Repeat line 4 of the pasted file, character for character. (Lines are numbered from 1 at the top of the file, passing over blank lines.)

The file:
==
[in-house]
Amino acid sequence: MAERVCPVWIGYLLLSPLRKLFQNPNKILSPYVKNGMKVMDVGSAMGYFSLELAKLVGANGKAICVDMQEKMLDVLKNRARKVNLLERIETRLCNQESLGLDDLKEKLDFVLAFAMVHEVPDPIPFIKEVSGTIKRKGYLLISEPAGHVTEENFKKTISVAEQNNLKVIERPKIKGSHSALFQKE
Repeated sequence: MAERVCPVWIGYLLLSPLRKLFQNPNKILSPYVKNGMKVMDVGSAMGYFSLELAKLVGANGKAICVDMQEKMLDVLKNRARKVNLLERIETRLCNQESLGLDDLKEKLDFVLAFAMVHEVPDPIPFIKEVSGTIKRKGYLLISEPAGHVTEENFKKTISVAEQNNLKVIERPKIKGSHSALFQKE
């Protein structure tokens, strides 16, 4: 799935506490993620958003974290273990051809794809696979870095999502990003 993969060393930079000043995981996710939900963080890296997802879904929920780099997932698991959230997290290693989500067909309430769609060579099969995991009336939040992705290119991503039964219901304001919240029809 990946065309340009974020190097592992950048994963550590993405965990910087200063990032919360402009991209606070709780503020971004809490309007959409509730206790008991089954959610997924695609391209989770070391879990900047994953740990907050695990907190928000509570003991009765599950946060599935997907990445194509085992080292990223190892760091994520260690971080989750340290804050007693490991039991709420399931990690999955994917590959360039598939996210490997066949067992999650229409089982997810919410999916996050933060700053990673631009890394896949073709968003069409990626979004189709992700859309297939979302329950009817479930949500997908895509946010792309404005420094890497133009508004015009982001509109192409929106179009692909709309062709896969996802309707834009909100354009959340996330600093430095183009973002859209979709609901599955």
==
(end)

């Protein structure tokens, strides 16, 4: 799935506490993620958003974290273990051809794809696979870095999502990003 993969060393930079000043995981996710939900963080890296997802879904929920780099997932698991959230997290290693989500067909309430769609060579099969995991009336939040992705290119991503039964219901304001919240029809 990946065309340009974020190097592992950048994963550590993405965990910087200063990032919360402009991209606070709780503020971004809490309007959409509730206790008991089954959610997924695609391209989770070391879990900047994953740990907050695990907190928000509570003991009765599950946060599935997907990445194509085992080292990223190892760091994520260690971080989750340290804050007693490991039991709420399931990690999955994917590959360039598939996210490997066949067992999650229409089982997810919410999916996050933060700053990673631009890394896949073709968003069409990626979004189709992700859309297939979302329950009817479930949500997908895509946010792309404005420094890497133009508004015009982001509109192409929106179009692909709309062709896969996802309707834009909100354009959340996330600093430095183009973002859209979709609901599955």